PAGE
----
Satyajit Ray’s Jalsaghar has several memorable sequences and one can talk at length about each one of them. But, the ones that deserve special mention are the movie’s opening and closing sequences. Barring these two scenes, much of the film is presented in form of flashbacks. — Murtaza Ali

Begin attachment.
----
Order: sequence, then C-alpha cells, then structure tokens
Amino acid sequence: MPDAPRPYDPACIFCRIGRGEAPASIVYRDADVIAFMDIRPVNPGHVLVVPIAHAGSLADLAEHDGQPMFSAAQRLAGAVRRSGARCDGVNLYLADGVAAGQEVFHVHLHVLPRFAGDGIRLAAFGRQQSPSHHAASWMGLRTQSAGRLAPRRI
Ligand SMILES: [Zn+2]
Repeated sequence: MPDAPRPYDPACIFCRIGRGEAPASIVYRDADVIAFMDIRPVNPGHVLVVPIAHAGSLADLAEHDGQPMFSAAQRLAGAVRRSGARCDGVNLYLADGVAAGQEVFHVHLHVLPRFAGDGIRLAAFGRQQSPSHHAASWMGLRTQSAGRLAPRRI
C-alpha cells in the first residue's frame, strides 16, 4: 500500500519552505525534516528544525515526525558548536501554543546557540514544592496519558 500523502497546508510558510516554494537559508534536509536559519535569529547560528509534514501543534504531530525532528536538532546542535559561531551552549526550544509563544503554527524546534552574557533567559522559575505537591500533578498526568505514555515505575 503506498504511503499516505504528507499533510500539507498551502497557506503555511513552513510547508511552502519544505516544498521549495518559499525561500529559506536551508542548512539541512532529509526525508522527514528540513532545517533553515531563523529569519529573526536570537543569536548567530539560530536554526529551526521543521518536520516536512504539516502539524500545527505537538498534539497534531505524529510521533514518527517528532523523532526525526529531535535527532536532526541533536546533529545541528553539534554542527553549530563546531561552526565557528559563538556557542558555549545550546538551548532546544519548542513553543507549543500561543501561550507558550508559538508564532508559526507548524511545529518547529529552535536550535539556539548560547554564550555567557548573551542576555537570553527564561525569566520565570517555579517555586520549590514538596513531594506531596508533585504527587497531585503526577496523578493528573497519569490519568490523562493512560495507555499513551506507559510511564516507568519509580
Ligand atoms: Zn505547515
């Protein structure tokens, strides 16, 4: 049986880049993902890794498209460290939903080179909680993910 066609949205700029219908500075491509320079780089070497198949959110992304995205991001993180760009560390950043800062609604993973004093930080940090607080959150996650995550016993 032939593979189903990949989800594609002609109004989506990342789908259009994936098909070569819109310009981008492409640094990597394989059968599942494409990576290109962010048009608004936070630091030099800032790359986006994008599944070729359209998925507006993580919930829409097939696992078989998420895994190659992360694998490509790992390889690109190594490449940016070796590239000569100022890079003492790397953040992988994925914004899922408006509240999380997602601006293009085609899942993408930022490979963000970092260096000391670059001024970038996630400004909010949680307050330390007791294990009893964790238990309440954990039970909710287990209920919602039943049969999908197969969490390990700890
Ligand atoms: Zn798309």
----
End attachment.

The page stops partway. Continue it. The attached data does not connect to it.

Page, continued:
One of the most evocative opening scenes ever filmed. A middle-age man, his face set into deep weariness, sits on the wide, flat roof of his house in an upholstered chair that has been dragged outdoors for his convenience. He stares into space. His servant, his face betraying long alarm about his master, scurries toward him with a hookah, one of those ancient water pipes smoked by the Cheshire Cat in Alice and by the idle in Indian films. The man observes the preparations. « What month is it? » he finally asks (…) Perhaps as a reaction to the hundreds of overwrought Indian musical melodramas churned out annually, Ray made an austere character study–also with music. His hero deserves the comparison with King Lear, because like Lear he arouses our sympathy even while indulging his vanity and stubbornly doing all of the wrong things. Like Lear, he thinks himself a man more sinned against than sinning. Like Lear, he is wrong. — Roger Ebert

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